WEISBROT: Yes. I wouldn’t support that either. I think the reason it’s there, though—again, it’s not as it’s portrayed, that Chavez is trying to establish a dictatorship—in fact, this comes overwhelmingly from the national assembly and from the people who voted for them, because during the coup in April 2002, that was actually led by the media, and the media faked film footage in order to convince the country and the world that the government was actually shooting down people in the streets. Also, the government has never declared a state of exception or emergency, even during the oil strike of 2002, 2003, which any country in Europe and certainly the United States would have used all kinds of legislation to throw the leaders of that strike in jail.
JAY: There’s dozens of other provisions in these constitutional amendments. What are the highlights? And what’s being missed here?
WEISBROT: Well, I think the big thing that people are going to vote for is social security for the informal labour force, which is about 41% of the labour force, including taxi drivers, street vendors. Really, everybody who’s working will have social security coverage. That’s a very big anti-poverty measure. The reduction of the work week to thirty-six hours is probably popular as well. There’s anti-discrimination on the basis of gender and sexual orientation.
JAY: There’s a provision for what some people have said is eliminating the independence of the central bank. What is that about? Why is Chavez doing this?
WEISBROT: I’m glad you mentioned that because the media is making that look like it’s another power grab. But, in fact, central banks throughout the world have not always been independent, and many of them still are not. And this making the central bank an autonomous institution, as it is in the United States, for example, has not been a good thing in Latin America at all, in my opinion as an economist. What it does is it makes the central bank not accountable to the electorate; but they are very accountable to financial interests, and those financial interests, in every country, the financial sector tends to favour slower growth, higher unemployment, and anything that produces lower inflation.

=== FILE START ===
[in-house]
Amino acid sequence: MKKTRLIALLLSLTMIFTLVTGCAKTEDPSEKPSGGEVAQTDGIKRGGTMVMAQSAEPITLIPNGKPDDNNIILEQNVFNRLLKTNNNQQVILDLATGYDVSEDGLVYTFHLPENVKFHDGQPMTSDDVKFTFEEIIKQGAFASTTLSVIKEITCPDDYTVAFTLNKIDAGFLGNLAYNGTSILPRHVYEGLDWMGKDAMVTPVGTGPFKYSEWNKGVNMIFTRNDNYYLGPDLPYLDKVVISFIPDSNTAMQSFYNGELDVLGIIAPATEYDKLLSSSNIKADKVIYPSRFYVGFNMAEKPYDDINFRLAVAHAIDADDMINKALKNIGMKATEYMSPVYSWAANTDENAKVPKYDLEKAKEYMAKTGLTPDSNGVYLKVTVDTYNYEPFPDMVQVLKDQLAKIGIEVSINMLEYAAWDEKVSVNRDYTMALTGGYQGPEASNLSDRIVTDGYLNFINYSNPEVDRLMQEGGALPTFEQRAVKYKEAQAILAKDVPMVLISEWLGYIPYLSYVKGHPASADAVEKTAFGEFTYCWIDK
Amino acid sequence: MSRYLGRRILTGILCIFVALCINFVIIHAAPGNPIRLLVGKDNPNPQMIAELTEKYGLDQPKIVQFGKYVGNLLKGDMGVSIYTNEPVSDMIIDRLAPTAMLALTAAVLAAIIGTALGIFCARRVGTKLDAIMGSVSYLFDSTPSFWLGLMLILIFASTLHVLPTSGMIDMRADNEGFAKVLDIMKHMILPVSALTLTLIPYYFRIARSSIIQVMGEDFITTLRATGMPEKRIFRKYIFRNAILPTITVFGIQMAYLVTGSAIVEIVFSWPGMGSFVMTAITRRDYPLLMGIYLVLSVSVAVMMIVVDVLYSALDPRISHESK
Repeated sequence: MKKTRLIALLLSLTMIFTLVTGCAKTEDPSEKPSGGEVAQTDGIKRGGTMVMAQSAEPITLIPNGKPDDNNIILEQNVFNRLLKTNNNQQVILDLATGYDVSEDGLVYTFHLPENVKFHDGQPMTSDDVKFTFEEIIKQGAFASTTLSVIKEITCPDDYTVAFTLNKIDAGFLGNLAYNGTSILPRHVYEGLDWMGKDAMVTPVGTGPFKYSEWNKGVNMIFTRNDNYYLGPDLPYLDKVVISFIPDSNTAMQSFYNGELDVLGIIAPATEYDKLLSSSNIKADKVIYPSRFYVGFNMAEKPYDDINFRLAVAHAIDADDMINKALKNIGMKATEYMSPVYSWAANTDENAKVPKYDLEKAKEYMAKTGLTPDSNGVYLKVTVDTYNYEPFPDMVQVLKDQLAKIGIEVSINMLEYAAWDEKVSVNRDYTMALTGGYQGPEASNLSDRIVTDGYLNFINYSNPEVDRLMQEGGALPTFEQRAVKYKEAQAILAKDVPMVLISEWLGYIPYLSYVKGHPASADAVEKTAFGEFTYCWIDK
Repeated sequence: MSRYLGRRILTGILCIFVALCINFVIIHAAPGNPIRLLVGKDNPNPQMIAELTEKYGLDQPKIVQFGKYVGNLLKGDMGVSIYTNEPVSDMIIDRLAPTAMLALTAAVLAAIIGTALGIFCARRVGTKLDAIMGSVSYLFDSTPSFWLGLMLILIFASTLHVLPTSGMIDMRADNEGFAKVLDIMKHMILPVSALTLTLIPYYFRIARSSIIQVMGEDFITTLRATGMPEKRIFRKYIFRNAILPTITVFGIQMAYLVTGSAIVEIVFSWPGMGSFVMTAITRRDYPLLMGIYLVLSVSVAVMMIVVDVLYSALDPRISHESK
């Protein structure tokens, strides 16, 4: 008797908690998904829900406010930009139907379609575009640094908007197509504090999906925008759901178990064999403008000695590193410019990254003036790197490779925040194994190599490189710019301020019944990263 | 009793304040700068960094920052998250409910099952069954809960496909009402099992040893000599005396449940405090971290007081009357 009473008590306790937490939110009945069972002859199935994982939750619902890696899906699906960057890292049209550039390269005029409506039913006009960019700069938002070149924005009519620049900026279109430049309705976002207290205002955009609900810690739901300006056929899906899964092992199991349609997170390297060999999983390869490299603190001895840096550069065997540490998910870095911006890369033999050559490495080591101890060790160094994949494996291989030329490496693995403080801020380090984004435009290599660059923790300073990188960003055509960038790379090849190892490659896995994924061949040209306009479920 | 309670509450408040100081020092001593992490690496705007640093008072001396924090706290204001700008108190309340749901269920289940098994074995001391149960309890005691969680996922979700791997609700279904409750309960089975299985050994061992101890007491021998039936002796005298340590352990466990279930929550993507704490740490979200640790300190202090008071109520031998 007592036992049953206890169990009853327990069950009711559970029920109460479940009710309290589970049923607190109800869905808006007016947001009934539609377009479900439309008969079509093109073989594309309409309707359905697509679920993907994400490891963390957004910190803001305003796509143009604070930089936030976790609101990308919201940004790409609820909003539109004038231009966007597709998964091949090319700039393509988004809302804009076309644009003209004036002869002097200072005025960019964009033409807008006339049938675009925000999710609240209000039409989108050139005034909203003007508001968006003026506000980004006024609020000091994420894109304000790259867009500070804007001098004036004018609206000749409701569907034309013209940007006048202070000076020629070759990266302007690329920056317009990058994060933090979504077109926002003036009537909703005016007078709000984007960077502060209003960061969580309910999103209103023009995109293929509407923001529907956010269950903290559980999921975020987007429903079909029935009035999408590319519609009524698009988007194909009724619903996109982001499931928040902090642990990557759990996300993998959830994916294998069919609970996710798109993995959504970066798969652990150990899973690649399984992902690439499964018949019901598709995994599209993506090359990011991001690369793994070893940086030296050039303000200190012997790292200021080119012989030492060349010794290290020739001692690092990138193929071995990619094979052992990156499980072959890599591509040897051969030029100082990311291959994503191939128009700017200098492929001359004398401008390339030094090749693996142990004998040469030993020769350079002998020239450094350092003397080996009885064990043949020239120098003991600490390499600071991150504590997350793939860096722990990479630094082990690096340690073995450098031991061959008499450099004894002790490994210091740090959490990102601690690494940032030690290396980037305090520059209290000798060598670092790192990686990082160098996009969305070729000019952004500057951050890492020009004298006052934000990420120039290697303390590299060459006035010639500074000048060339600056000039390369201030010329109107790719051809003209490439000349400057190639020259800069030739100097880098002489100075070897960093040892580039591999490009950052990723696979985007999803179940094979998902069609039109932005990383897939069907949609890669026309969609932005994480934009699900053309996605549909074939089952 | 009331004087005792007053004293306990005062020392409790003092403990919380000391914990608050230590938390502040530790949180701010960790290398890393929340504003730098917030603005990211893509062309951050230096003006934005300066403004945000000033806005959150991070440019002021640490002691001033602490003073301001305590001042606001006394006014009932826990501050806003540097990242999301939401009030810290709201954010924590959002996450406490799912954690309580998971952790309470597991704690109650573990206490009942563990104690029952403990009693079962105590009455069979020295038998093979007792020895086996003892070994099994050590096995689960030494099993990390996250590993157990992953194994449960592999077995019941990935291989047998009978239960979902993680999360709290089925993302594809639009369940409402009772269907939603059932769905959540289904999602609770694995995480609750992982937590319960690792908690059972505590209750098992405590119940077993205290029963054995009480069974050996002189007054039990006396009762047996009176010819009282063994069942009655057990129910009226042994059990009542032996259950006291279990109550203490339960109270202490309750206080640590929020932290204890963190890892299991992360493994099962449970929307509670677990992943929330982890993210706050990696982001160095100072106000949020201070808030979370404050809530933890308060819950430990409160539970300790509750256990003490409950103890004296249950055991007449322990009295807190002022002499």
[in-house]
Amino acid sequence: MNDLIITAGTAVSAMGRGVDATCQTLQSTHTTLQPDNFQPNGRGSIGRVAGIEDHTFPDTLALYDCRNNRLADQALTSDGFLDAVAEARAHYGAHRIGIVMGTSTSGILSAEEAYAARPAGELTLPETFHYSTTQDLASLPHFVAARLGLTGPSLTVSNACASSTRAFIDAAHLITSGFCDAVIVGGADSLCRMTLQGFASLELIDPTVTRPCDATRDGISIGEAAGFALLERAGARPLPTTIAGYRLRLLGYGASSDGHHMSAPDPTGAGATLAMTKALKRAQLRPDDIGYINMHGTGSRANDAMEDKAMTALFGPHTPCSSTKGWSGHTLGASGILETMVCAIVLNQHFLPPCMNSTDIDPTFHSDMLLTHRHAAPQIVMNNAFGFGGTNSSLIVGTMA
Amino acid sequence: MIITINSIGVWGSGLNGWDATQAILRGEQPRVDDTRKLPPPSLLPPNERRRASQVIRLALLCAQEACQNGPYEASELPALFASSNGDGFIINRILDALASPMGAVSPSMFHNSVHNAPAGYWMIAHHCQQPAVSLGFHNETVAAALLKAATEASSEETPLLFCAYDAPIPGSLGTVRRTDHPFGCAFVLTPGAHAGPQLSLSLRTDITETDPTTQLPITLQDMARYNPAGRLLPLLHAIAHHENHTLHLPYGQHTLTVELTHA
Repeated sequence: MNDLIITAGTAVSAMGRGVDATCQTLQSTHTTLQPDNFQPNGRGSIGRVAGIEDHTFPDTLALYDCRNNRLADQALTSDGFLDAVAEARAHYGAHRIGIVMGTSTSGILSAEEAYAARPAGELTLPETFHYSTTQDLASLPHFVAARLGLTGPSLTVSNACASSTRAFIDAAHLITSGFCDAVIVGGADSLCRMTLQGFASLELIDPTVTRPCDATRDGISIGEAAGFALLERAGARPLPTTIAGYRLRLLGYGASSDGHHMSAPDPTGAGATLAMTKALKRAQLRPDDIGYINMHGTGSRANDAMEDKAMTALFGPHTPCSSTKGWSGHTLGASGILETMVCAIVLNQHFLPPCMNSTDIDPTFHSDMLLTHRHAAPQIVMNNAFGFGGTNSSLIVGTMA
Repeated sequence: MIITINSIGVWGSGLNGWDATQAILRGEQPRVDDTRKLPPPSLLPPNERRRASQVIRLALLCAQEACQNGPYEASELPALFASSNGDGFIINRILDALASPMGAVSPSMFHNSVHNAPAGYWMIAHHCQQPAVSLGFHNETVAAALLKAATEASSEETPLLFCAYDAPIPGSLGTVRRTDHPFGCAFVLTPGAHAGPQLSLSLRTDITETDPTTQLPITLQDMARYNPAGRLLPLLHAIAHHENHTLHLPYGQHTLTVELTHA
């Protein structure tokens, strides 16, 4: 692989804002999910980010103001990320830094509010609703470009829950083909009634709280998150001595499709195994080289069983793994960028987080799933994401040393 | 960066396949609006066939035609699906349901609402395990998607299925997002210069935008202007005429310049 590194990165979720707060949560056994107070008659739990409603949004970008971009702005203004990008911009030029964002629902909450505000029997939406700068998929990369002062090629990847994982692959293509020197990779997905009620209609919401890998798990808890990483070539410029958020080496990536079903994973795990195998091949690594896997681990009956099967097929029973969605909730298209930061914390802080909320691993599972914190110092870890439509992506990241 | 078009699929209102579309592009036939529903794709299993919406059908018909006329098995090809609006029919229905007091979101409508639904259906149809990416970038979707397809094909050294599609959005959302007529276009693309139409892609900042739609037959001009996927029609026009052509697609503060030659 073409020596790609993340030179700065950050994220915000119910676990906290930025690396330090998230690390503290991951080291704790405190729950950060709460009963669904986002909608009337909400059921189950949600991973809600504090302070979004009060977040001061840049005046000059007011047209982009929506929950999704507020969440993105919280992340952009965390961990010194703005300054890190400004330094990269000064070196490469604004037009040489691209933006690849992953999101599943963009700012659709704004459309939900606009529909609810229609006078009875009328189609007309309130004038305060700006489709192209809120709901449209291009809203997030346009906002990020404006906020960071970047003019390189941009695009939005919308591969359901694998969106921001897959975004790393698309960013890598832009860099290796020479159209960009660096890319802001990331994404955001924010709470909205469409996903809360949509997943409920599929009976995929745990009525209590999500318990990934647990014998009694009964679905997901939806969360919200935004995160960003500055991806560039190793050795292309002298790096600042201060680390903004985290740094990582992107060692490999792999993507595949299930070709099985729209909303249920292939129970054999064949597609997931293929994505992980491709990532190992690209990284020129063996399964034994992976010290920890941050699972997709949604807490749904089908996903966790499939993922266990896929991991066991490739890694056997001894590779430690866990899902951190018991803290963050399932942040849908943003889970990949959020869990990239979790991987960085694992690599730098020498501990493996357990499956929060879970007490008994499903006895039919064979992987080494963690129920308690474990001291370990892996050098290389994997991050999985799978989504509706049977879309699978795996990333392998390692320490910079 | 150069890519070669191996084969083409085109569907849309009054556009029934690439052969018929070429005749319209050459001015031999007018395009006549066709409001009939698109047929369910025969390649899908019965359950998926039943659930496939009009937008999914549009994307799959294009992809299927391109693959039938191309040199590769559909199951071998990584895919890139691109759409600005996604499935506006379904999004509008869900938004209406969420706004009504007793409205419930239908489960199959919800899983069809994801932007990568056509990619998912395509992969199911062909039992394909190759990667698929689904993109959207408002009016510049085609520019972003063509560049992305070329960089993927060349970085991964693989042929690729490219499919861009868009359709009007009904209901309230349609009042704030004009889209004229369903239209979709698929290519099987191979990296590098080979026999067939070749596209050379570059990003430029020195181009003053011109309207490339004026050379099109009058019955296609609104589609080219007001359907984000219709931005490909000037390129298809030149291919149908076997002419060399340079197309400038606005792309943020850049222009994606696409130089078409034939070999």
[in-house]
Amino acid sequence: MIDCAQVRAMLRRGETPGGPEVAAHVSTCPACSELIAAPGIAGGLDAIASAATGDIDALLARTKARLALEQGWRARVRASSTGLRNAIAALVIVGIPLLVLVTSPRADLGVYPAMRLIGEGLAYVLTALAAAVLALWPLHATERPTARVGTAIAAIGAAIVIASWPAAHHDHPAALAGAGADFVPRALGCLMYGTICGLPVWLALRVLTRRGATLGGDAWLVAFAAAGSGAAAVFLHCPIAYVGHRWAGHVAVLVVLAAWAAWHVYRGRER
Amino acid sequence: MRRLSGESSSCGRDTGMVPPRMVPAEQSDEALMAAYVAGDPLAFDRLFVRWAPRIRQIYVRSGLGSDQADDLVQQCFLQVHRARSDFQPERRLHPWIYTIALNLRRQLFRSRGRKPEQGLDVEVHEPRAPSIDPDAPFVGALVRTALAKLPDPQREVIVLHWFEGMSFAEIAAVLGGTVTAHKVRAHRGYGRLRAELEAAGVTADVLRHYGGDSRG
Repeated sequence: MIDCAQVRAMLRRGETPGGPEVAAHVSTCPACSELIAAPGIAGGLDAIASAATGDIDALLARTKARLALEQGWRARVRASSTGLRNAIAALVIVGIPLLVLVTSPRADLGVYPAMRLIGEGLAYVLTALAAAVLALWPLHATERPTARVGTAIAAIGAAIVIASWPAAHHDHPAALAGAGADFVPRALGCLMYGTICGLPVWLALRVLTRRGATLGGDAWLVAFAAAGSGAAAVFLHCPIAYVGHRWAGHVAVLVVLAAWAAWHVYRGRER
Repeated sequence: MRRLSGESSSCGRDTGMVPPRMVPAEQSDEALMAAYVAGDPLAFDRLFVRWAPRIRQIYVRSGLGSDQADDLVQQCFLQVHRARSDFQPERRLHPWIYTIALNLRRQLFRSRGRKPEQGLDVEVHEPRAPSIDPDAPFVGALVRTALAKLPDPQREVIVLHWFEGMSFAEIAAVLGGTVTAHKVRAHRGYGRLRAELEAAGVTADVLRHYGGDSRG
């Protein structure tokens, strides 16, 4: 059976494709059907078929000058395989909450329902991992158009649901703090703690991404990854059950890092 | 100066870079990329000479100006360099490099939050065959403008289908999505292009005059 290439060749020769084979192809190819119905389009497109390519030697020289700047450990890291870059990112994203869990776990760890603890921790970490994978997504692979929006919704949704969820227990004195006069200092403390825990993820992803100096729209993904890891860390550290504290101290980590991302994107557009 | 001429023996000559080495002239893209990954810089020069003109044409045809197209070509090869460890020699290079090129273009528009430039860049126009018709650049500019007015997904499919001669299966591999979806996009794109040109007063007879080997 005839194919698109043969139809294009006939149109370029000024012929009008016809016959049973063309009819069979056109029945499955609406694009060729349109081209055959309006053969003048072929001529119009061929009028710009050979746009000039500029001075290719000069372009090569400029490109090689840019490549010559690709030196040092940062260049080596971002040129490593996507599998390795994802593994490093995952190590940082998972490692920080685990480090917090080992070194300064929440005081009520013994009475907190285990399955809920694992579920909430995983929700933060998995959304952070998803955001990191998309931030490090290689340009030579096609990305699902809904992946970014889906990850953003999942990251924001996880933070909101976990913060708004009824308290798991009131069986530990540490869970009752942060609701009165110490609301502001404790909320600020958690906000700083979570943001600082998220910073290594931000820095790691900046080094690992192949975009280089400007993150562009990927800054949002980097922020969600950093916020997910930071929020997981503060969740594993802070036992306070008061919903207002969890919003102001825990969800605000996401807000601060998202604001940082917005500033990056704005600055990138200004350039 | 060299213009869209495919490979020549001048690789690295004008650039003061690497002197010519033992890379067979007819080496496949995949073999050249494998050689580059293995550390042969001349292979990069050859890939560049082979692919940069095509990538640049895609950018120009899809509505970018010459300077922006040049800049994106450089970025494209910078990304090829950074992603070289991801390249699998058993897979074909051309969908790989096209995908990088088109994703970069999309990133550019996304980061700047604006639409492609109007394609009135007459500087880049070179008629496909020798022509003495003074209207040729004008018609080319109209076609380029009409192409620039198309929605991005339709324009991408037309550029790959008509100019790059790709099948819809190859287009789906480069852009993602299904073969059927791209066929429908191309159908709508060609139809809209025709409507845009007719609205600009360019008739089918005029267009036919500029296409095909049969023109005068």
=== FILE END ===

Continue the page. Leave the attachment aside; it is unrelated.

JAY: This Sunday is the vote on the referendum. First of all, what results are expected? And what kind of day is expected? Is it going to be a peaceful day of voting or a day of conflict?
WEISBROT: Oh, it’s very hard to tell, but, you know, I think that the government will probably win and in the events up to the polling day that I’ve seen. My biggest fear, I think, is that there will be a repeat of what happened in 2004, when the opposition used fake polling data, fake exit polls that were done by the very influential U.S. polling firm Penn, Schoer & Berland. Mark Penn has been in the news recently because he’s a top advisor and pollster for Hillary Clinton, and he was the head of that firm and in charge of those fake exit polls. And those polls showed that Chavez lost 60-40. It was on the day of the vote. In fact, he won 59 or 58 to 41. And I’m afraid that they might try something like this this time, because you don’t have the big international observer mission that they had the last time. And so I think there is a real danger that these kinds of deceptions that they used repeatedly in the past will be used to provoke some kind of violent demonstration.
Please note that TRNN transcripts are typed from a recording of the program; The Real News Network cannot guarantee their complete accuracy.